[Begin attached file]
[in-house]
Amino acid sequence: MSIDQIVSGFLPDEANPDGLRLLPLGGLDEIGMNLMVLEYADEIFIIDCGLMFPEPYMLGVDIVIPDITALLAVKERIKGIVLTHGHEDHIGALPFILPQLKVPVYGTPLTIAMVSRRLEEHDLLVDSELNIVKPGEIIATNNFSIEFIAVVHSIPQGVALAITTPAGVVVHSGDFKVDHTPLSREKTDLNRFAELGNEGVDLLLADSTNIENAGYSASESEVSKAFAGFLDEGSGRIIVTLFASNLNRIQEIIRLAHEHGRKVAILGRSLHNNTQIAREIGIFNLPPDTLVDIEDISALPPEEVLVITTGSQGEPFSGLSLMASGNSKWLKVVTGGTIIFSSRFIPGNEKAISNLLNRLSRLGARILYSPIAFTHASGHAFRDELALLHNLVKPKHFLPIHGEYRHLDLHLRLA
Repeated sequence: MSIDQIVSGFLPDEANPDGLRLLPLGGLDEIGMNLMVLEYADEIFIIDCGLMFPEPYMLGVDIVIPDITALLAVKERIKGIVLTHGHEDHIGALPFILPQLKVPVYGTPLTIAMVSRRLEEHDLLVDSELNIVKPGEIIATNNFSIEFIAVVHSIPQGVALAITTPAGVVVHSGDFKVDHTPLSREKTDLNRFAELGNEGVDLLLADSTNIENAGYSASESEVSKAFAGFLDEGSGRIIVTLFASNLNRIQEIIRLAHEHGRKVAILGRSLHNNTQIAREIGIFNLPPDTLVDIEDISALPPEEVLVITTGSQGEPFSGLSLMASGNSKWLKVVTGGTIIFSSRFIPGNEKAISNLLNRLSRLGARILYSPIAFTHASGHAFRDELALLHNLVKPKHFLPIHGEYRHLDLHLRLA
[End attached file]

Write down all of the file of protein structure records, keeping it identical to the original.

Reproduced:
[in-house]
Amino acid sequence: MSIDQIVSGFLPDEANPDGLRLLPLGGLDEIGMNLMVLEYADEIFIIDCGLMFPEPYMLGVDIVIPDITALLAVKERIKGIVLTHGHEDHIGALPFILPQLKVPVYGTPLTIAMVSRRLEEHDLLVDSELNIVKPGEIIATNNFSIEFIAVVHSIPQGVALAITTPAGVVVHSGDFKVDHTPLSREKTDLNRFAELGNEGVDLLLADSTNIENAGYSASESEVSKAFAGFLDEGSGRIIVTLFASNLNRIQEIIRLAHEHGRKVAILGRSLHNNTQIAREIGIFNLPPDTLVDIEDISALPPEEVLVITTGSQGEPFSGLSLMASGNSKWLKVVTGGTIIFSSRFIPGNEKAISNLLNRLSRLGARILYSPIAFTHASGHAFRDELALLHNLVKPKHFLPIHGEYRHLDLHLRLA
Repeated sequence: MSIDQIVSGFLPDEANPDGLRLLPLGGLDEIGMNLMVLEYADEIFIIDCGLMFPEPYMLGVDIVIPDITALLAVKERIKGIVLTHGHEDHIGALPFILPQLKVPVYGTPLTIAMVSRRLEEHDLLVDSELNIVKPGEIIATNNFSIEFIAVVHSIPQGVALAITTPAGVVVHSGDFKVDHTPLSREKTDLNRFAELGNEGVDLLLADSTNIENAGYSASESEVSKAFAGFLDEGSGRIIVTLFASNLNRIQEIIRLAHEHGRKVAILGRSLHNNTQIAREIGIFNLPPDTLVDIEDISALPPEEVLVITTGSQGEPFSGLSLMASGNSKWLKVVTGGTIIFSSRFIPGNEKAISNLLNRLSRLGARILYSPIAFTHASGHAFRDELALLHNLVKPKHFLPIHGEYRHLDLHLRLA